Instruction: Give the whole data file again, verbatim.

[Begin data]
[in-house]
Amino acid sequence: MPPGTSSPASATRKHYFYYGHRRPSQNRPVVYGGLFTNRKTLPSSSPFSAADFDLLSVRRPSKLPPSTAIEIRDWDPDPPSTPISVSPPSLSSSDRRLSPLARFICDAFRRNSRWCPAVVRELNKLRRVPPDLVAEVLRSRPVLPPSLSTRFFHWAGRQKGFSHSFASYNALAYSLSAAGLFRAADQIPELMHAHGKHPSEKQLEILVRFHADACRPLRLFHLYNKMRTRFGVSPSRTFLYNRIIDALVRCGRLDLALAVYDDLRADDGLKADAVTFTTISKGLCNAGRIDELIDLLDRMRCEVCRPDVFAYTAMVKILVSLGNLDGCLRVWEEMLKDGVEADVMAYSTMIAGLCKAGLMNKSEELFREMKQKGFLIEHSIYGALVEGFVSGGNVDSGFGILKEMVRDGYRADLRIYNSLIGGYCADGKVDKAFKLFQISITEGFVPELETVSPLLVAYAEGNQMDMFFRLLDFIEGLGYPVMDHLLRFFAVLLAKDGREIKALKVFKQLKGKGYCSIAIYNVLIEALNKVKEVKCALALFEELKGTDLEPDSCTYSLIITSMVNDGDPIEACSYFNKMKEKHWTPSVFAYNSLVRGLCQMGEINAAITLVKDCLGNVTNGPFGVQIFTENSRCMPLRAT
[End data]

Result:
[in-house]
Amino acid sequence: MPPGTSSPASATRKHYFYYGHRRPSQNRPVVYGGLFTNRKTLPSSSPFSAADFDLLSVRRPSKLPPSTAIEIRDWDPDPPSTPISVSPPSLSSSDRRLSPLARFICDAFRRNSRWCPAVVRELNKLRRVPPDLVAEVLRSRPVLPPSLSTRFFHWAGRQKGFSHSFASYNALAYSLSAAGLFRAADQIPELMHAHGKHPSEKQLEILVRFHADACRPLRLFHLYNKMRTRFGVSPSRTFLYNRIIDALVRCGRLDLALAVYDDLRADDGLKADAVTFTTISKGLCNAGRIDELIDLLDRMRCEVCRPDVFAYTAMVKILVSLGNLDGCLRVWEEMLKDGVEADVMAYSTMIAGLCKAGLMNKSEELFREMKQKGFLIEHSIYGALVEGFVSGGNVDSGFGILKEMVRDGYRADLRIYNSLIGGYCADGKVDKAFKLFQISITEGFVPELETVSPLLVAYAEGNQMDMFFRLLDFIEGLGYPVMDHLLRFFAVLLAKDGREIKALKVFKQLKGKGYCSIAIYNVLIEALNKVKEVKCALALFEELKGTDLEPDSCTYSLIITSMVNDGDPIEACSYFNKMKEKHWTPSVFAYNSLVRGLCQMGEINAAITLVKDCLGNVTNGPFGVQIFTENSRCMPLRAT